A senior executive recently told me about a method he uses to distinguish people who have made an impression on him from those who have not. On Friday afternoons, he fans out the pile of business cards he has received since Monday morning and carefully looks at each card. If he can't remember the person and one idea about their meeting, he throws the card away. He scoops up the remaining cards and hands them to his assistant with instructions that those are the people whose phone messages he will return the following week.
Although his method may seem brutal to those sales professionals who spend considerable time preparing for meetings with physicians, imagine how quickly doctors forget the information relayed to them from a barrage of uninformed and unexcited reps. In order for reps to make a good impression on doctors, they must be taught the skill sets in ways that stick in their minds. Here are some training techniques to remember the next time you present to your reps.
Understanding how audiences listen Most speakers forget the natural loss of retention when someone listens. An audience usually can remember only 50 percent of a half-hour message immediately after the speaker is finished and only 20 percent by the next day. Knowing that statistic, speakers must determine which parts of the message they want the listener to remember. That knowledge will determine which parts should be repeated and emphasized. Trainers should not leave that selection process to the listener.Streamlining the message Pharma products and services are often presented in a way that overloads reps with information and detail, instead of leaving them with a few critical differentiating points. Keep messages short, and allow plenty of time for interaction. Deliver presentations with concise information that gives reps plenty of time to interact.
Keeping focus When making presentations, trainers must develop the ideas clearly and concisely, in a way that the listener can follow and remember easily. To begin with, the speaker must establish focus. In other words, ask yourself, "What do you want the listener to do, think, or feel with the information?" Most presentations lack audience focus and become, instead, a grocery list of features that are quickly confused or forgotten.
Thinking in pictures Listeners cannot remember a large quantity of data. The most important technique a speaker can use in this era of information overload is using pictures to help listeners remember certain messages. Reps are more likely to retain a complicated concept if there is a clear picture associated with the ideas. An anecdotal approach also can be helpful. It allows the speaker to personalize the material, since no two people have the same stories or examples.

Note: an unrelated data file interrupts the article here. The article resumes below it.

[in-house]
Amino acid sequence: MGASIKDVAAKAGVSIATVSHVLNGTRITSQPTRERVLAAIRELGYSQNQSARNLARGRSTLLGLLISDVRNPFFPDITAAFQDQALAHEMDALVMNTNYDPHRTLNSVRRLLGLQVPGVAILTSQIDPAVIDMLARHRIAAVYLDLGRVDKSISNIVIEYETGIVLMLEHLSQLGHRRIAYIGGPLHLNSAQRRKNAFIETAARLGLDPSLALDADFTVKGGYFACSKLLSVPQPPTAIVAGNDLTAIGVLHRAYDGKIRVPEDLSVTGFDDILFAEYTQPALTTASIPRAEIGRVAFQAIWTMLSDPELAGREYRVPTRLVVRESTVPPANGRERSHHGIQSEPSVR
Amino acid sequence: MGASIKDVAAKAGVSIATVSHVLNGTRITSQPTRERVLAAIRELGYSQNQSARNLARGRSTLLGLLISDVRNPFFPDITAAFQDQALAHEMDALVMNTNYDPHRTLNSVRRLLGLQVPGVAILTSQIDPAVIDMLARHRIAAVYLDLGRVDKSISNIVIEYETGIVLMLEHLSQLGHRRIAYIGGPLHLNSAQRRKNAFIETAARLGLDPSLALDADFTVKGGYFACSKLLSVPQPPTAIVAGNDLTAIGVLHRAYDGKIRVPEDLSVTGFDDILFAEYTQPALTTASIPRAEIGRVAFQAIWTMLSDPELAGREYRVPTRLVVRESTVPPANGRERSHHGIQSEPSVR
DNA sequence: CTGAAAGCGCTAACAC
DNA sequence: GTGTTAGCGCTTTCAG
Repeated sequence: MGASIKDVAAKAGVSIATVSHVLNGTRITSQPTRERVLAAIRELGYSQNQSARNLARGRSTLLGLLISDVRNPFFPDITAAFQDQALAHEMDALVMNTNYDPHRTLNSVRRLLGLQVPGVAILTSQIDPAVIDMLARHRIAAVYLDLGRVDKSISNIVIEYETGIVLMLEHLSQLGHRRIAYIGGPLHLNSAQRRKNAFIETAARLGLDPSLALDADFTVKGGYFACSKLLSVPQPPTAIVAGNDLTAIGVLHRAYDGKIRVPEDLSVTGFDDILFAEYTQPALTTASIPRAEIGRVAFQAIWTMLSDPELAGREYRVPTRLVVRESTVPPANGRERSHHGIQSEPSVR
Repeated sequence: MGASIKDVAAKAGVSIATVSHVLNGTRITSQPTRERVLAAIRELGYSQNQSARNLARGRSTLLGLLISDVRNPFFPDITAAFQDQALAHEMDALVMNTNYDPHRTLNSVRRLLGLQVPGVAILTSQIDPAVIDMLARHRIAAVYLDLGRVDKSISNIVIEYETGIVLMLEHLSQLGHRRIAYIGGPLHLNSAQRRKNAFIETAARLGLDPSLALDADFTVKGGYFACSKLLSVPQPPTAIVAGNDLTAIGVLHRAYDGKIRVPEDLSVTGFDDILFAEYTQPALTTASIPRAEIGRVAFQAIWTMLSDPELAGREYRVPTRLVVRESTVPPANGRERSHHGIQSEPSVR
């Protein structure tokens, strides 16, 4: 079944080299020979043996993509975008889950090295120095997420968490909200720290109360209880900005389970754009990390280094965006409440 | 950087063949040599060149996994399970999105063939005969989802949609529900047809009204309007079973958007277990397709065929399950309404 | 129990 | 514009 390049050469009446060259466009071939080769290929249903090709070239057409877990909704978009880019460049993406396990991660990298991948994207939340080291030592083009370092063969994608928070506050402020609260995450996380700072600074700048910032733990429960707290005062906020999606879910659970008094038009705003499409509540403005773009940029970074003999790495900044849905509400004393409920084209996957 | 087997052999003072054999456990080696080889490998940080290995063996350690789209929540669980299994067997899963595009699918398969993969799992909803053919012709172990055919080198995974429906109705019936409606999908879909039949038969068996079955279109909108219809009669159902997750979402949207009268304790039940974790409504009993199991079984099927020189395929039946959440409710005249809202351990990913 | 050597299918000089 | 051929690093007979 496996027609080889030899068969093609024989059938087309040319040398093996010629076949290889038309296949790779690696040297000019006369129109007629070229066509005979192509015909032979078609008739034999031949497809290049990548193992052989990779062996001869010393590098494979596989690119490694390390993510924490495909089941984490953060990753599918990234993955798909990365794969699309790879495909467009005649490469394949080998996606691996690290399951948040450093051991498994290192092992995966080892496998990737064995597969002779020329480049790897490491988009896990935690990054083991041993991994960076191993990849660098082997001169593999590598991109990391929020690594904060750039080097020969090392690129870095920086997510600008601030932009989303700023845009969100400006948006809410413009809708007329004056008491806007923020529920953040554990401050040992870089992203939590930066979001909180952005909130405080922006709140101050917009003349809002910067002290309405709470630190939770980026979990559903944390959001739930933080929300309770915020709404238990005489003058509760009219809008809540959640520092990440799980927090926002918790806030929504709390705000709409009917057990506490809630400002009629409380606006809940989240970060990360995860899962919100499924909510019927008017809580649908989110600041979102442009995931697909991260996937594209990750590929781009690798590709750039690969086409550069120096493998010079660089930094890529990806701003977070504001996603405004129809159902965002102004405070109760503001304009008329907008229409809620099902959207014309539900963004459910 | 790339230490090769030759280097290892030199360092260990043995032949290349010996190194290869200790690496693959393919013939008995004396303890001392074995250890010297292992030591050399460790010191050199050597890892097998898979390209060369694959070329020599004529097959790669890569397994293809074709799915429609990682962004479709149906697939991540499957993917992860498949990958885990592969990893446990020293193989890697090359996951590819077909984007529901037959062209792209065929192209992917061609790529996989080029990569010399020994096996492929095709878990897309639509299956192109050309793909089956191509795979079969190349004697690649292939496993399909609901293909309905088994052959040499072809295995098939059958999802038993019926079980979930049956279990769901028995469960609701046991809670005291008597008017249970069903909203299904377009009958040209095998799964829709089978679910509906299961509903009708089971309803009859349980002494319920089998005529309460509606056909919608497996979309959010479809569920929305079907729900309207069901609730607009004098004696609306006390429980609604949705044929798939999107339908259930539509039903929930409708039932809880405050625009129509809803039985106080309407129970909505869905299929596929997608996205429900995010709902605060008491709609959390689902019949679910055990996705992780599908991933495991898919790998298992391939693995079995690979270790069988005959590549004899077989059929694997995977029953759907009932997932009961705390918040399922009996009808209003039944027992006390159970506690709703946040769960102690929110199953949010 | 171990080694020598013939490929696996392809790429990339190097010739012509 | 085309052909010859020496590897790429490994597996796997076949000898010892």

Avoiding the visuals trap Beware though: Only use visuals and anecdotes when the listener needs reinforcement to better understand a concept. Visuals should not take the place of or convolute a presenter's verbal message.
The speaker needs to do the following: Introduce the visual; remain silent while it "speaks;" then, either remove it from view if it is self-explanatory, or incorporate the visual and engage the audience around its purpose. By watching the audience, the speaker should be able to determine whether a particular visual is enhancing the verbal message or simply distracting the listeners from the key points.
Staying on agenda The best presentations can be sidetracked if the speaker does not develop an agenda statement to use when answering questions. The agenda statement is the one big idea that the speaker wants the listener to retain after the meeting is over. Clear agenda statements can help to focus the discussion and prevent the speaker from digressing on superfluous topics.
After the presentation has been delivered, the speaker needs to seize opportunities to weave the agenda statement into certain answers for which it is appropriate. An agenda statement also offers the speaker an opportunity to end the question-and-answer session by restating the main idea as a final speaking point.
Ellen Cahill is vice president of Cahill Associates, Inc. She can be reached at email@example.com